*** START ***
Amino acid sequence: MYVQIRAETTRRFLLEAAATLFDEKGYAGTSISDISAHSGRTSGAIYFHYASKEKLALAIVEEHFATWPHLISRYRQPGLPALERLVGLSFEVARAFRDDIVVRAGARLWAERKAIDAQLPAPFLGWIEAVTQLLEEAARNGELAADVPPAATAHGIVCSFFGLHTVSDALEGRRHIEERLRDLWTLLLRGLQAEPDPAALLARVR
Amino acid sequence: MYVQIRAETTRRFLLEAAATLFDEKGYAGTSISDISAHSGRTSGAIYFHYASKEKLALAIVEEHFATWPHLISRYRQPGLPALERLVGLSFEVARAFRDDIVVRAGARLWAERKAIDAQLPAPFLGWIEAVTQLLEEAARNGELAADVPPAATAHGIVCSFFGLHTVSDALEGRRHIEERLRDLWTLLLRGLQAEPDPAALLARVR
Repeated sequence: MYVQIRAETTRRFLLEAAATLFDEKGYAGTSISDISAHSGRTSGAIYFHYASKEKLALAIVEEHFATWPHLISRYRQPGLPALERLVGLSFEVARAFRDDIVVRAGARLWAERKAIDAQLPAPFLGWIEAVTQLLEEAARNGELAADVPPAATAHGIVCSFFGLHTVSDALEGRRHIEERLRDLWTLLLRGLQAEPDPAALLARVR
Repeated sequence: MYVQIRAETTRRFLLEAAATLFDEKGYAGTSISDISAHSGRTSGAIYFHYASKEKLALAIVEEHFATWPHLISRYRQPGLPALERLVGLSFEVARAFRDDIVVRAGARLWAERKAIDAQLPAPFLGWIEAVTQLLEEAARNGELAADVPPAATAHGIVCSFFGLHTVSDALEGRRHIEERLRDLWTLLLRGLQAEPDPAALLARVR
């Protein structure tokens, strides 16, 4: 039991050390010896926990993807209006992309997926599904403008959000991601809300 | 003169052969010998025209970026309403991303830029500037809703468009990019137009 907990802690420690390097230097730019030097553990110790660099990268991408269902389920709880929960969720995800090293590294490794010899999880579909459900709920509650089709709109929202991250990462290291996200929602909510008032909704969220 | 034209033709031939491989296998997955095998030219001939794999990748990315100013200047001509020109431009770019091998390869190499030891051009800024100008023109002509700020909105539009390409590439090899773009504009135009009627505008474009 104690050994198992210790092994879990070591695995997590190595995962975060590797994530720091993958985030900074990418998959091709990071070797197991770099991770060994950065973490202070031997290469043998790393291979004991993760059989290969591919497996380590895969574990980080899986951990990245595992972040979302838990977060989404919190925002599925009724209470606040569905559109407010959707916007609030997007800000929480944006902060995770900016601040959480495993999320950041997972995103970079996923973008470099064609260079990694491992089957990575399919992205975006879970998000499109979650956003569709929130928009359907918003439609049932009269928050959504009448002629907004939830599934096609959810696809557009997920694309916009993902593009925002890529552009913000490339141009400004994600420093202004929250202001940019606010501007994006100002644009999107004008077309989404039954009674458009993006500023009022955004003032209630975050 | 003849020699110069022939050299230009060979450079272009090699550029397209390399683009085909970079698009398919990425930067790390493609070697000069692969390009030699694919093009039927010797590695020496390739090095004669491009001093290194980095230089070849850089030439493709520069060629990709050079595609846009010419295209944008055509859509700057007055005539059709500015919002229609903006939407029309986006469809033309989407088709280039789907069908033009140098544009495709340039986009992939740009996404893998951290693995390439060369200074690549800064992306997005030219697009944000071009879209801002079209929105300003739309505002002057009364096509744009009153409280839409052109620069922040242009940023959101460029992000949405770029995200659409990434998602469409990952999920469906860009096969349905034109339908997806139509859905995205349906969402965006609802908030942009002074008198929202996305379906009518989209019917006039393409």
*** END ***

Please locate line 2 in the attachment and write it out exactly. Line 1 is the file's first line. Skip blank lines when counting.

Amino acid sequence: MYVQIRAETTRRFLLEAAATLFDEKGYAGTSISDISAHSGRTSGAIYFHYASKEKLALAIVEEHFATWPHLISRYRQPGLPALERLVGLSFEVARAFRDDIVVRAGARLWAERKAIDAQLPAPFLGWIEAVTQLLEEAARNGELAADVPPAATAHGIVCSFFGLHTVSDALEGRRHIEERLRDLWTLLLRGLQAEPDPAALLARVR